SALT LAKE CITY — The family and in-laws of a missing woman were stunned to learn that her husband had not graduated from college nor been accepted at a medical school, as he had said. The woman's mother says her daughter also was apparently deceived.
A news conference by Lori Hacking's (search) relatives was delayed briefly Wednesday while police told them what officers had known for at least a day of the discrepancies in Mark Hacking's (search) background.
"We were of the impression that he had graduated from the University of Utah recently, and just found out a few minutes ago that he never applied to medical school in North Carolina," said a visibly shaken Douglas Hacking, Mark Hacking's father.
Thelma Soares, Lori Hacking's mother, said Thursday that she was certain her daughter hadn't known about the discrepancies.
"Up to the time when I spoke with her last, she was deceived also," she told KUTV-TV.
Mark Hacking reported his 27-year-old wife missing on Monday, saying she had never returned from a morning jog. The disappearance came days before the couple was to move to North Carolina, ostensibly for medical school.
Police Chief Rick Dinse said "there is no question (Mark Hacking) is a person of interest" in the disappearance — but said he would have been regardless of the education deception.
The University of North Carolina said Wednesday that Hacking had never applied to the medical school. Also, the University of Utah said he was enrolled from 1999 to 2002, majoring in psychology, but never graduated.
Soares said she hasn't spoken to her son-in-law about the discrepancies but wants him to help the family understand them.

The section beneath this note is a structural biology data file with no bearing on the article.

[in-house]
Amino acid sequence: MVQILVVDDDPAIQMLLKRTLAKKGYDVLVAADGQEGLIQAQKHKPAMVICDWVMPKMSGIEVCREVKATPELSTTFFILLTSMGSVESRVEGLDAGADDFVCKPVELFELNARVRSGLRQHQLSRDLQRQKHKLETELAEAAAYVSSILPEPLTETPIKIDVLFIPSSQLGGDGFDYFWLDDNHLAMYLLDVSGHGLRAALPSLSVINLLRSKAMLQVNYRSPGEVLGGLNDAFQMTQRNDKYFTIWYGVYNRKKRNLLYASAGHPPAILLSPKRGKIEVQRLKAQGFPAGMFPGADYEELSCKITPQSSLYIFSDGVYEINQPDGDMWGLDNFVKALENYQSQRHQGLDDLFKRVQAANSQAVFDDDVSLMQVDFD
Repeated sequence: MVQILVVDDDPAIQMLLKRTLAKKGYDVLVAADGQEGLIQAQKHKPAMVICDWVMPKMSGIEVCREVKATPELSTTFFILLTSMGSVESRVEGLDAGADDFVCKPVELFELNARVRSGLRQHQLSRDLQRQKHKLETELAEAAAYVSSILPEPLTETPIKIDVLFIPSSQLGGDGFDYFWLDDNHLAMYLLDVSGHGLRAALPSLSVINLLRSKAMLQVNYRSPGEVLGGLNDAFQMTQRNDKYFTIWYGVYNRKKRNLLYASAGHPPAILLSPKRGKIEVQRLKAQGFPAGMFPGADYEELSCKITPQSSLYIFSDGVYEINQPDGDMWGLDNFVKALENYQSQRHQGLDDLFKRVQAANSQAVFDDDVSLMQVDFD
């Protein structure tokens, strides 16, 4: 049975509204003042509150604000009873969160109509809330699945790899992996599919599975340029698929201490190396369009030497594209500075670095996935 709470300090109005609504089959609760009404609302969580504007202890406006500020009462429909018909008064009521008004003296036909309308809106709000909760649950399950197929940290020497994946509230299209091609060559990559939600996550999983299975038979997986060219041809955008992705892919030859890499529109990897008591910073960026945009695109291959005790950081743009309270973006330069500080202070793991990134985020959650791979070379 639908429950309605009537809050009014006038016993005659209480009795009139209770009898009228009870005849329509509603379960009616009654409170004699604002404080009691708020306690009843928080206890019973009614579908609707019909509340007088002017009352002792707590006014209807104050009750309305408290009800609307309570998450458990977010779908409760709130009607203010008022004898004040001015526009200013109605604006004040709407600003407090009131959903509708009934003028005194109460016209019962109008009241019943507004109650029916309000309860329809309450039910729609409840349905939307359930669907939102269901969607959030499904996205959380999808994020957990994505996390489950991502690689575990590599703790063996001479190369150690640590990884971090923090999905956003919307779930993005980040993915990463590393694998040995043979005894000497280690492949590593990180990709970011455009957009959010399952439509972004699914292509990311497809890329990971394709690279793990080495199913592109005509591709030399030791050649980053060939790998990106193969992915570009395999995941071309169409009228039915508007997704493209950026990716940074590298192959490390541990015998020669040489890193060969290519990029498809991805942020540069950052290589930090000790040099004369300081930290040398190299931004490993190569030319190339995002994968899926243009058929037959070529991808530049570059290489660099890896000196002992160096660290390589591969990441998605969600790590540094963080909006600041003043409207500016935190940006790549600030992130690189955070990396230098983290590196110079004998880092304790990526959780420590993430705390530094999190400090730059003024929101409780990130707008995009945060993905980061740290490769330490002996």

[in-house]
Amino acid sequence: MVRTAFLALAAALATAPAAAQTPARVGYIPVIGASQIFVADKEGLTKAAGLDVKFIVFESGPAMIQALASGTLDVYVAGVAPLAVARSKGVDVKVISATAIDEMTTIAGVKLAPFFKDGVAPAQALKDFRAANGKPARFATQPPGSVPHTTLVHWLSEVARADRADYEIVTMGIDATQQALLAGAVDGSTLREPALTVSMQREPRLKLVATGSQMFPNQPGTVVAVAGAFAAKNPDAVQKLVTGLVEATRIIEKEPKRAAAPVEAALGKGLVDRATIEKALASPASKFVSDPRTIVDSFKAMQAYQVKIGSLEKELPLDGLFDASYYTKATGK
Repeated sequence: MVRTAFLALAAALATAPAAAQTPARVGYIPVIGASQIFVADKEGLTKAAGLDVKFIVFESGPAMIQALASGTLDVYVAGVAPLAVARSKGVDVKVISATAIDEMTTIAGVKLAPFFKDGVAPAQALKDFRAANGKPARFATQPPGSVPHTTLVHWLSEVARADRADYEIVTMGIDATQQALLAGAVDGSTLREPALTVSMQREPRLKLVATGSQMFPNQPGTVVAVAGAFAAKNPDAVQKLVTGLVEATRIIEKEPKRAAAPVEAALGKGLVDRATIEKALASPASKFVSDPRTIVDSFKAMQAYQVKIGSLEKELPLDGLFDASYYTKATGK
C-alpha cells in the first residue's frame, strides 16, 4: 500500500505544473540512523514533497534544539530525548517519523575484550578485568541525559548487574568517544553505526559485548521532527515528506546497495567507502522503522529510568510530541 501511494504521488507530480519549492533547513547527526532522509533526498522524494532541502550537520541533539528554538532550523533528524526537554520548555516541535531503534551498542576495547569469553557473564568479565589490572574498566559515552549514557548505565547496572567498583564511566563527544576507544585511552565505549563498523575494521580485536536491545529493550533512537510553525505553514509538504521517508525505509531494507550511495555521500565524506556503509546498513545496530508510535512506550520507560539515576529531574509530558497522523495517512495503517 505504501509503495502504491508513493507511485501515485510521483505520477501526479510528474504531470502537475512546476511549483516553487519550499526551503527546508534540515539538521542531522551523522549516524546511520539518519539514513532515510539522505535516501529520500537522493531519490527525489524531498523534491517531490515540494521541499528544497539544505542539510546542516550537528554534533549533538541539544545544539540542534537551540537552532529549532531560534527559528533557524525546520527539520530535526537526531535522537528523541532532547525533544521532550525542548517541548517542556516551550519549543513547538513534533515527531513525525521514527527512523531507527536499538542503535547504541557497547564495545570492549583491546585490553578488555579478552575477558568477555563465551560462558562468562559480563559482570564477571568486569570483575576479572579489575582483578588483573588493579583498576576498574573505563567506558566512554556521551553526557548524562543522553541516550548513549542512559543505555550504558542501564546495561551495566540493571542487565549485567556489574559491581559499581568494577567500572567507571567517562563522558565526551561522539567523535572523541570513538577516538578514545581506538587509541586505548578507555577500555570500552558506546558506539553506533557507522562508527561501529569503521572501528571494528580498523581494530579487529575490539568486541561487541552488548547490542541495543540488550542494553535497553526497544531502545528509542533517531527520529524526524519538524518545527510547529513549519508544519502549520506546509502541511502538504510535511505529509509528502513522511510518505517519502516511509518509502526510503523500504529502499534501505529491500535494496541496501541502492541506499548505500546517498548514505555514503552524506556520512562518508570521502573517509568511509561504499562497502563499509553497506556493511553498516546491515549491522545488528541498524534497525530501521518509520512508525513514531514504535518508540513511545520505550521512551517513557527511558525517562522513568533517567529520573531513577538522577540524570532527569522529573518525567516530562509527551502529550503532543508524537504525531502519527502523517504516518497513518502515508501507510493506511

"We feel badly that you felt that it was necessary to perpetuate this deception. We love you, no matter what," she told KUTV-TV.
Mark Hacking was to have been at the news conference, but he has not appeared publicly since late Monday. The family had said only that he was in "a safe place and getting the help he needs."
Friends said the couple learned last Thursday that she was five weeks pregnant. The Tribune said police said Wednesday that has not been confirmed.
Detective Dwayne Baird said the confusion about the husband's background was information police didn't think that the relatives needed to know, and may not mean anything. He called it "just a piece of this puzzle."
Lori Hacking's family feared the disclosures about the discrepancies would distract attention from the search.
"The message is that Lori is still missing," said Soares, tears welling up in her eyes. "We'll work the other stuff out later."
More than 1,200 volunteers scoured the steep terrain surrounding a park and canyon in a search for Lori Hacking on Tuesday, and on Wednesday, volunteers took fliers door-to-door in downtown Salt Lake City neighborhoods.